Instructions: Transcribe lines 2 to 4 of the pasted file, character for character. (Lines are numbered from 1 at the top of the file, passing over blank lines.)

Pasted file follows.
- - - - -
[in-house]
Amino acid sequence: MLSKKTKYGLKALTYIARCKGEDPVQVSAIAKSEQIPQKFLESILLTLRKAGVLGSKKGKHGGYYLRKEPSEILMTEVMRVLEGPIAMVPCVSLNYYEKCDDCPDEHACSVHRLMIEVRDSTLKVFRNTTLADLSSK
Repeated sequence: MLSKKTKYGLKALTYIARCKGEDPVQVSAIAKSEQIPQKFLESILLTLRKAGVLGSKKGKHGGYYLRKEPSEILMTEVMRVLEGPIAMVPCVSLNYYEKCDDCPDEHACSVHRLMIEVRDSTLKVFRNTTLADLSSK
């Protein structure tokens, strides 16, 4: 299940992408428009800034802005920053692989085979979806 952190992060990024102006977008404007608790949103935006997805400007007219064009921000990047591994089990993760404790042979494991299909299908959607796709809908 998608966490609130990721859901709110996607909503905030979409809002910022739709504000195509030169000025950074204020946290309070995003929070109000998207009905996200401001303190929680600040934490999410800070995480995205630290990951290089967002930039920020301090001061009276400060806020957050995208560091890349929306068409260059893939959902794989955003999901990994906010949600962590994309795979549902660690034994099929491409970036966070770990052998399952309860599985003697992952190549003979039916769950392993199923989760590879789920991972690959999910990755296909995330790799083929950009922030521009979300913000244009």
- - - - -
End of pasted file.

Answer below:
Amino acid sequence: MLSKKTKYGLKALTYIARCKGEDPVQVSAIAKSEQIPQKFLESILLTLRKAGVLGSKKGKHGGYYLRKEPSEILMTEVMRVLEGPIAMVPCVSLNYYEKCDDCPDEHACSVHRLMIEVRDSTLKVFRNTTLADLSSK
Repeated sequence: MLSKKTKYGLKALTYIARCKGEDPVQVSAIAKSEQIPQKFLESILLTLRKAGVLGSKKGKHGGYYLRKEPSEILMTEVMRVLEGPIAMVPCVSLNYYEKCDDCPDEHACSVHRLMIEVRDSTLKVFRNTTLADLSSK
């Protein structure tokens, strides 16, 4: 299940992408428009800034802005920053692989085979979806 952190992060990024102006977008404007608790949103935006997805400007007219064009921000990047591994089990993760404790042979494991299909299908959607796709809908 998608966490609130990721859901709110996607909503905030979409809002910022739709504000195509030169000025950074204020946290309070995003929070109000998207009905996200401001303190929680600040934490999410800070995480995205630290990951290089967002930039920020301090001061009276400060806020957050995208560091890349929306068409260059893939959902794989955003999901990994906010949600962590994309795979549902660690034994099929491409970036966070770990052998399952309860599985003697992952190549003979039916769950392993199923989760590879789920991972690959999910990755296909995330790799083929950009922030521009979300913000244009």